Patients who experience migraine and tension-type headache frequently report weather as a trigger, although research to support those claims has been mixed. Now, researchers from Taiwan say many of those individuals are right in their perceptions. A recent study has found that individuals who believe they are sensitive to weather experienced an increase in their headaches during the winter, particularly with mild headaches.
In this small study, 66 patients provided their headache diaries from several months in 2007 to a headache clinic in Taipei, Taiwan. Thirty-four patients reported sensitivity to temperature change while the remaining 32 did not. Researchers then compared the headache diaries to the weather. They found that patients who said they were sensitive to temperature experienced a significantly higher number of headaches in the winter than in the other seasons, while patients who reported they were not sensitive to temperature experienced a smaller increase of headaches in warmer months.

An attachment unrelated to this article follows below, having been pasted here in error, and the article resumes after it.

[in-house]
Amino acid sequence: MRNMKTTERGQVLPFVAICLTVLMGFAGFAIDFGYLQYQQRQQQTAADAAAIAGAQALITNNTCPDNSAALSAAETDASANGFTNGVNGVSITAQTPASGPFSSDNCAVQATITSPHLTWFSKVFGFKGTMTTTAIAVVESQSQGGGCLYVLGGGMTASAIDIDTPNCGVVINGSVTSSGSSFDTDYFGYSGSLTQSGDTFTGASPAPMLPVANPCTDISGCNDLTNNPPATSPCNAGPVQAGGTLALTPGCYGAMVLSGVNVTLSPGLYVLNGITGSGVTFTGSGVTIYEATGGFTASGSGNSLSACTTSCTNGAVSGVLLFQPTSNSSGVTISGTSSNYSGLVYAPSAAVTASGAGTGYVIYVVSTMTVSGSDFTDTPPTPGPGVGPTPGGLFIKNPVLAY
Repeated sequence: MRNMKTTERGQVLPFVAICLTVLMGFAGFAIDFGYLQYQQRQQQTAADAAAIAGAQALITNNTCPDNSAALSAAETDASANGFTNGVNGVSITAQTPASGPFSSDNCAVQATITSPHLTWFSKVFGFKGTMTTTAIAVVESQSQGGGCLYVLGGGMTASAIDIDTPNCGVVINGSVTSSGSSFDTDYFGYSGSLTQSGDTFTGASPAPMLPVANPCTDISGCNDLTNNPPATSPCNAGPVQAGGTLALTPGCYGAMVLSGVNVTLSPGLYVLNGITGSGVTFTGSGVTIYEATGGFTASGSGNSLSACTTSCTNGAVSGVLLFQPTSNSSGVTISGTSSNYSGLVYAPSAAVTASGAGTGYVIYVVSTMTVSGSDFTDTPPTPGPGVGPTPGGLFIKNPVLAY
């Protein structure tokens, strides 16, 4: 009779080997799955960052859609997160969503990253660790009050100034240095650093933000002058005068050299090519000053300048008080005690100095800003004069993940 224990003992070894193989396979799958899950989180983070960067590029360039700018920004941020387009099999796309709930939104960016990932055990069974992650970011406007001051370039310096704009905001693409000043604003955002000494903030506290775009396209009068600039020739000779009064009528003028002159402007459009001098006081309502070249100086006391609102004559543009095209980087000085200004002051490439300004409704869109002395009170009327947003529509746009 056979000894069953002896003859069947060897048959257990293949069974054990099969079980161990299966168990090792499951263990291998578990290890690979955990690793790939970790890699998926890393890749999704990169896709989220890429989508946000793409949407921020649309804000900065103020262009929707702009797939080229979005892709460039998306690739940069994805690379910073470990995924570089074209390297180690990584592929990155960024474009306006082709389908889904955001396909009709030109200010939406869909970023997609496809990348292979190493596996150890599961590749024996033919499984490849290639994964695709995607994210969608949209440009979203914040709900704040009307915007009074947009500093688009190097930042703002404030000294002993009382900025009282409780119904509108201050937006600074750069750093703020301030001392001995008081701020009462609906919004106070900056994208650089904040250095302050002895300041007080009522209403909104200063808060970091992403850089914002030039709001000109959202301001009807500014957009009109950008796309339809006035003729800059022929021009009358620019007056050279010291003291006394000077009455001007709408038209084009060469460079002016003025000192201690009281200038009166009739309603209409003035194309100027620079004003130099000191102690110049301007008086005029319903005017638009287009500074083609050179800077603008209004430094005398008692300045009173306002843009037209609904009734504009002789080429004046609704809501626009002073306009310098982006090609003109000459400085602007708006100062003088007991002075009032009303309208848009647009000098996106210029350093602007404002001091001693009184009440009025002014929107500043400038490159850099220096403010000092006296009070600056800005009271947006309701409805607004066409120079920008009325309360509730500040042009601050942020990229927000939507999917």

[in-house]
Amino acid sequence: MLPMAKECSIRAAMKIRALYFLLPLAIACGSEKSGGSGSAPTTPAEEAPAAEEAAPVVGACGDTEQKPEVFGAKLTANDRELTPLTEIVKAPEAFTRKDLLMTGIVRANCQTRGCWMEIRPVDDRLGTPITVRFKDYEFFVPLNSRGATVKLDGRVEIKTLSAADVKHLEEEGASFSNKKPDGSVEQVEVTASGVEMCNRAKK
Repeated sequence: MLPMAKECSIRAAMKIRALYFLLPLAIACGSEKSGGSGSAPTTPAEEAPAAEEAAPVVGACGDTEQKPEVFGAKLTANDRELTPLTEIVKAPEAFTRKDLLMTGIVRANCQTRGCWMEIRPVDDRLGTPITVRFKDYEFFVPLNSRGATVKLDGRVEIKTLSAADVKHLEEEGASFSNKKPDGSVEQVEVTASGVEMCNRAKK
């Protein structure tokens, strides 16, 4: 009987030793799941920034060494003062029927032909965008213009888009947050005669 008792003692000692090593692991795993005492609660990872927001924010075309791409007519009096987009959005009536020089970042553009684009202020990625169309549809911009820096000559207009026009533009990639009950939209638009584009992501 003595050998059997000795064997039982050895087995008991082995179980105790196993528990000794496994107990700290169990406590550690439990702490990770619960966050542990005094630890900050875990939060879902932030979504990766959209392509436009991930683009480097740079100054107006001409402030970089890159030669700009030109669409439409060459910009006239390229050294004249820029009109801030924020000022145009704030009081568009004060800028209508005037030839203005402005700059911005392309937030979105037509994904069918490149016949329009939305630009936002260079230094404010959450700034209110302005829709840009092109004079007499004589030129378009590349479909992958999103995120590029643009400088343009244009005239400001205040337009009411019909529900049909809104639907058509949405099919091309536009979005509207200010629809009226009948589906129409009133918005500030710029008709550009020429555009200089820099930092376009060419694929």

The researchers, who were led by Albert Yang of the Department of Psychiatry at Taipei Veterans General Hospital, noted that the association between temperature and headache is not understood. One suggested possibility is that headache is associated with blood vessel and circulatory changes, which cold weather might aggravate.
“The decrease in temperature during cold fronts either plays a role in precipitating headache attacks or has a priming effect on headache occurrence,” they wrote.